Finding my skeleton
I’ve bought a skeleton. He was hiding behind four gilded ornamental pineapples in a dingy corner of a local auction house. His plastic bones were hanging in the right order, he was moveable and, like most anatomical skeletons, male. (Female versions are rare and cost an arm and a leg). He was silent but we had an instant connection.
Making a bid
Browsing in an auction house was tricky, like a game of three-dimensional poker. I was a novice, so took my cue from others. It seemed communal yet competitive, sociable but filled with low cunning. Some bidders gave off an air of unconcern, as if out for a Sunday stroll. Others honed in at once on their target, chatting in hushed tones to decide on a price.
There was only one skeleton in the sale and others might want him. How much was he worth to me? I knew I’d find him useful, but didn’t mind if he went elsewhere. Best to treat it like a game where the outcome didn’t matter. So I studied a telescope, a yellow diving helmet and a silent pair of peacocks hoping to throw rivals off the musty scent of sternum and femur. Then I made a nonchalant foray into pineapple corner to settle on my bid.
Internal body map
When I started having Alexander lessons my internal body map was, at best, sketchy. I hadn’t paid much attention to skeletal structure since school biology lessons with Mr Brodie. Where my bones and joints were, what they did or how they moved was not important knowledge. Or so I thought.
But without a body map I had no sense of what was possible and moved in a more compressed and restricted way than I needed to. With Alexander work my body map has become more accurate. My movement is now more in harmony with my joints and internal structure rather than ignoring or working against them. Seeing a life-size skeleton during Alexander lessons and training has been part of this process. Without doubt the plastic figure behind the pineapples could be of use.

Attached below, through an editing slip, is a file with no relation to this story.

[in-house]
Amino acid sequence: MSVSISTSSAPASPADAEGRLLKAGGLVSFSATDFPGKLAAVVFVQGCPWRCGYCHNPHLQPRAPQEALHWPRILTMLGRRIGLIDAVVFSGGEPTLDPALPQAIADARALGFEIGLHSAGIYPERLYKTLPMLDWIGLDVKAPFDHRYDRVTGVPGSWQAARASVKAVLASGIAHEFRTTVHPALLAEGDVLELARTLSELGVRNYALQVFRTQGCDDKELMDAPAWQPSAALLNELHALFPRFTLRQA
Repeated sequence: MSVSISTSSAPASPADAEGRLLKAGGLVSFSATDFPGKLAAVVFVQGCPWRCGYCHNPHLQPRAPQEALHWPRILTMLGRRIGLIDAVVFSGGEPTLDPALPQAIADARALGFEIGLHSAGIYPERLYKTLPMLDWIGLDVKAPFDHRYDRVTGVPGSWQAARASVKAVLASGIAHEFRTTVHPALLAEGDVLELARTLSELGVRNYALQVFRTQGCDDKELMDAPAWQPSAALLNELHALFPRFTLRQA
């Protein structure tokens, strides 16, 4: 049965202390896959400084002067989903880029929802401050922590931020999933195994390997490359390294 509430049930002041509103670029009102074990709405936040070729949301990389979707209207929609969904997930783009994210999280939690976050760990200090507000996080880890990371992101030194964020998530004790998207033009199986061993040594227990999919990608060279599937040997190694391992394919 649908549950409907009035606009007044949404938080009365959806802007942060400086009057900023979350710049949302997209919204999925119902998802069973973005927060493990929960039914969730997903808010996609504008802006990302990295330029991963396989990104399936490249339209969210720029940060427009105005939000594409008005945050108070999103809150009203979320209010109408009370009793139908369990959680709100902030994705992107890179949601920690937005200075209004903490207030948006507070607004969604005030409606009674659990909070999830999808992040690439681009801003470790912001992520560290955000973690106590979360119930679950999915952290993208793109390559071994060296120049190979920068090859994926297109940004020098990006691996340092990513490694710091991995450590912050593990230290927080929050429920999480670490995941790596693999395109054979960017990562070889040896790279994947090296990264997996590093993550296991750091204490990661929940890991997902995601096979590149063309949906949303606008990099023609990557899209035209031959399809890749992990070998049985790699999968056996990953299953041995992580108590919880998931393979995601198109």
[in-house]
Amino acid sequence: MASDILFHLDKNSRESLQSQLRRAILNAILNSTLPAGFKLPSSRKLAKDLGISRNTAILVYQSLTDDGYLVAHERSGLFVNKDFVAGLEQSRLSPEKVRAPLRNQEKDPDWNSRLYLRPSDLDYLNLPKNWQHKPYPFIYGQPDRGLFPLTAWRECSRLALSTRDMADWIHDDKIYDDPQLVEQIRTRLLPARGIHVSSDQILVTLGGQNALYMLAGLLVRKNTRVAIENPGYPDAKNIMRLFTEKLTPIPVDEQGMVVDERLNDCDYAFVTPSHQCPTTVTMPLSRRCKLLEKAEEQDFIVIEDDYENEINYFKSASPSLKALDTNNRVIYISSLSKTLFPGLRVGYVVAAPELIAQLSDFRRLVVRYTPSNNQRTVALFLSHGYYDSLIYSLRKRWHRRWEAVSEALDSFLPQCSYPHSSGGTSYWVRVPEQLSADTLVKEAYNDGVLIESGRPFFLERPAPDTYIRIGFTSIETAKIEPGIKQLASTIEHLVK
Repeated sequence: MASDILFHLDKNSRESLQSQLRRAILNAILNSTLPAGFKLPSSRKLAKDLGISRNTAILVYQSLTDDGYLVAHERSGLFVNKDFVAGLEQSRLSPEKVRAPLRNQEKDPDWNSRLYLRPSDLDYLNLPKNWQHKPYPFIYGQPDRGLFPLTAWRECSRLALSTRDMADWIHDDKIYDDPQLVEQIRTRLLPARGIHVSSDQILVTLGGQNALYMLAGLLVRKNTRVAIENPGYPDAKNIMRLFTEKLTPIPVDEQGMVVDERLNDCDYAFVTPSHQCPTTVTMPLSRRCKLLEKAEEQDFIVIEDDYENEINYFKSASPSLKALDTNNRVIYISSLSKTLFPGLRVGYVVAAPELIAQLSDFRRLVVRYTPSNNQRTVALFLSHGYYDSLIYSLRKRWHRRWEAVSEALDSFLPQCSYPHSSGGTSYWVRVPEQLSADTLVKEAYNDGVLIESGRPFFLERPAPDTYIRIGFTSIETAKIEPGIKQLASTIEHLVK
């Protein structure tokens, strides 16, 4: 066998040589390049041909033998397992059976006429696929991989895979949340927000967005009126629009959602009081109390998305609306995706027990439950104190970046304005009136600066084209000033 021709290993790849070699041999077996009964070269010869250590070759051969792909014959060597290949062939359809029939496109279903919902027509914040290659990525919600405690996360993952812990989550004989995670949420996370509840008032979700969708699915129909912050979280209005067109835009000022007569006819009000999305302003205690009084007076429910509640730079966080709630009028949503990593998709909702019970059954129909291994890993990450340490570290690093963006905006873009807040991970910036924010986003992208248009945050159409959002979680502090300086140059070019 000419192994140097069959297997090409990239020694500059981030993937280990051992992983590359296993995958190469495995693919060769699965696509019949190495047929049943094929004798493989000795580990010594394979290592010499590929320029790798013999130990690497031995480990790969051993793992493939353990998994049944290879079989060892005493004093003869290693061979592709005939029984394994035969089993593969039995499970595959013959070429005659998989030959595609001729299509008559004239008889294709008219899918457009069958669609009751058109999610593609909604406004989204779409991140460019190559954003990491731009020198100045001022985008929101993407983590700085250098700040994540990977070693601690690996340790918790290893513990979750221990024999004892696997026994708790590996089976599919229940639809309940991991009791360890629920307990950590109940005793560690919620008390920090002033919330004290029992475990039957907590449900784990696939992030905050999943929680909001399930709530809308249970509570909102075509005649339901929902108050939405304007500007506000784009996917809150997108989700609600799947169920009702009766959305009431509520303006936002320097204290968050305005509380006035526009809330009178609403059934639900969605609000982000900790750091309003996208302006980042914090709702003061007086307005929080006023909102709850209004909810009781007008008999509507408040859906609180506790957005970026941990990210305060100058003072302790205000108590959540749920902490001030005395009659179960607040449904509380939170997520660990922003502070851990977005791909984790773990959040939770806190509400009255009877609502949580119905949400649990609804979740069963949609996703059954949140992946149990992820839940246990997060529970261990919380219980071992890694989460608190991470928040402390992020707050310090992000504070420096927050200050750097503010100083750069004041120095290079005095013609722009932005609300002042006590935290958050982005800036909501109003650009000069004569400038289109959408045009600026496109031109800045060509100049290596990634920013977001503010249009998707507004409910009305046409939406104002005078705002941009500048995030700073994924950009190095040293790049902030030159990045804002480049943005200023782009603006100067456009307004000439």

Looking after my skeleton
My auction house strategies were successful. No-one else bid, and I secured the skeleton at a modest price. “He’s a good dancer” laughed the receptionist. “We’ve enjoyed having him around”. So the next challenge was to escort him home.
He blinked as we emerged into the sunlight and paused, uncertain. We set off uphill. An arm (his) fell off. I stopped, picked it up and carried on. A black cab came to a sudden halt as I wheeled him on creaking castors over the zebra crossing.
Crowds parted as we continued and two waiters at a pavement cafe laid down steaming spaghetti meatballs for a quick selfie. We made stately progress onward to my front door and I invited him in.
I’ve repaired his arm and re-aligned his hip joints. He’s definitely not just for Christmas. Both he and my own skeleton are for life. I need to take care of us both now.
Written in Term 8 of my training to be an Alexander Technique teacher.